THE ICON: James Gallier
THE LEGACY: He arrived in the United States from Ireland as James Gallagher. But Gallagher became Gallier to fit in with the French when he moved to New Orleans in the mid-1830s and began an architecture practice that gave the city the Pontalba Buildings, the St. Charles Hotel and the old city hall now named for him. It also gave us the famed French Opera House at Bourbon and Toulouse, which Gallier’s son and business partner, James Jr., built in 1859 (it burned down in 1919). Government offices long ago moved to Perdido Street, but every mayor toasts Mardi Gras krewes from the portico of Gallier Hall.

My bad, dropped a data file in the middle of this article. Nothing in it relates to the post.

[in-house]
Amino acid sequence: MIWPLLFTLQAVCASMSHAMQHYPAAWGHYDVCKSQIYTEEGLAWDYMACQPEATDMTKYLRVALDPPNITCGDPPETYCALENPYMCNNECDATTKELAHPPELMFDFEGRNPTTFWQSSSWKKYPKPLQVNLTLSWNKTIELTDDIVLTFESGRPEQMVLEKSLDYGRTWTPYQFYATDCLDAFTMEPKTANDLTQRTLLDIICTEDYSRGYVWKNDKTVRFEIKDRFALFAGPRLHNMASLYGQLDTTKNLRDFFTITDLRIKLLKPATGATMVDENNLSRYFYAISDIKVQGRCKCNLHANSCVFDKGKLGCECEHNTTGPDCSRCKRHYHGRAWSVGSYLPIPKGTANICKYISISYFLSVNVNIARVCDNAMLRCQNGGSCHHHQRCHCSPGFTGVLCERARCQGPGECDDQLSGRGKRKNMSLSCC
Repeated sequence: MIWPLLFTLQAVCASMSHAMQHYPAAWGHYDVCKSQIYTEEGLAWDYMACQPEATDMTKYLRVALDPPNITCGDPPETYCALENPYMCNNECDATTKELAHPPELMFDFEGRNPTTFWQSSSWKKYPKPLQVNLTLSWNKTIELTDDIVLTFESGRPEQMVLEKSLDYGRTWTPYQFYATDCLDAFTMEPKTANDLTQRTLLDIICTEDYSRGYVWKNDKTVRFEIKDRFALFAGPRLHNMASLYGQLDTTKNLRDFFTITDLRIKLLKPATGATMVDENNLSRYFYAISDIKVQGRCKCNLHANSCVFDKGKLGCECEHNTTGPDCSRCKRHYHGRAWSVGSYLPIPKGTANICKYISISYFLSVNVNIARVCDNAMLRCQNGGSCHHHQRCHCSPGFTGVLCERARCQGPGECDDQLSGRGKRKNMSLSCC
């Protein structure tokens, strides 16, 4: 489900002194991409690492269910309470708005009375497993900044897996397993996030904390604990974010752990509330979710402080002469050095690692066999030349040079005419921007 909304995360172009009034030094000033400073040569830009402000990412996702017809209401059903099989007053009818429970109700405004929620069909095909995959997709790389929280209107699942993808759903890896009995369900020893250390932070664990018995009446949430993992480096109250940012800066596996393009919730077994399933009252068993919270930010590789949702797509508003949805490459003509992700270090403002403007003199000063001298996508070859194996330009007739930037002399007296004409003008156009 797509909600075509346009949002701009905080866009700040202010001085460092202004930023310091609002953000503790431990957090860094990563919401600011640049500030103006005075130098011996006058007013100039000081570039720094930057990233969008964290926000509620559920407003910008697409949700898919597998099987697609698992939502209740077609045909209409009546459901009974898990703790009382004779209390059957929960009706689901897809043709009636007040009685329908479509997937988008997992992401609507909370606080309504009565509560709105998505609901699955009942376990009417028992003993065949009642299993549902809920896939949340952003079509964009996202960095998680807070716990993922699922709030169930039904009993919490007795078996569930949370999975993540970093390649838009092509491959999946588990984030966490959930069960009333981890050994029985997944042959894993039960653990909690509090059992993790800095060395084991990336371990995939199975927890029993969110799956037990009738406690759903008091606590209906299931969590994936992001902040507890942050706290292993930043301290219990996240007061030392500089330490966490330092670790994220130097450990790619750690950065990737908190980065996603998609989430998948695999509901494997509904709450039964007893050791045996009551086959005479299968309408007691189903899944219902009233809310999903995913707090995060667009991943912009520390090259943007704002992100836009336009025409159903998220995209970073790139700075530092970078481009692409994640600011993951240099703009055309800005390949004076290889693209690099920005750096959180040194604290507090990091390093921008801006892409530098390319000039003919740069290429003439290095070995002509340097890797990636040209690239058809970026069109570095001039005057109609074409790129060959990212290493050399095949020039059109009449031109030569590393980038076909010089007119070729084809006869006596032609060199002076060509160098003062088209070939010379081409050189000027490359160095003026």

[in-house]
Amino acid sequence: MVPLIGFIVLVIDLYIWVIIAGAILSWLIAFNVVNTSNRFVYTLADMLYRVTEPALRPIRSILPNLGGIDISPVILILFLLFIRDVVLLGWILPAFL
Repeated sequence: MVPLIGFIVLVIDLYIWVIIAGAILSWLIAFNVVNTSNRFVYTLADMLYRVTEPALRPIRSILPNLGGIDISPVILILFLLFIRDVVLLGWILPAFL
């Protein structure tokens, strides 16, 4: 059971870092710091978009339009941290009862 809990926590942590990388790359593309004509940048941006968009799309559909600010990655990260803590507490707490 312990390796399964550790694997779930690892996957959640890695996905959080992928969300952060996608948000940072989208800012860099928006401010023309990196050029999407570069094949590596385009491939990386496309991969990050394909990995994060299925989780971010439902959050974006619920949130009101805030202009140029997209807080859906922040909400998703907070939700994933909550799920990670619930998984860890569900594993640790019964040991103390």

THE ARTIST: D. Lammie-Hanson, WhereYart.net
THE INSPIRATION: “Without question, the leading force in the (Greek Revival) movement (in New Orleans) was architect James Gallier Sr., who from the late 1830s to 1849 left an indelible Grecian stamp on Vieux Carre architecture, and cast a long shadow over those who would continue in his stylistic tradition.” – Jim Fraiser, in “The French Quarter of New Orleans”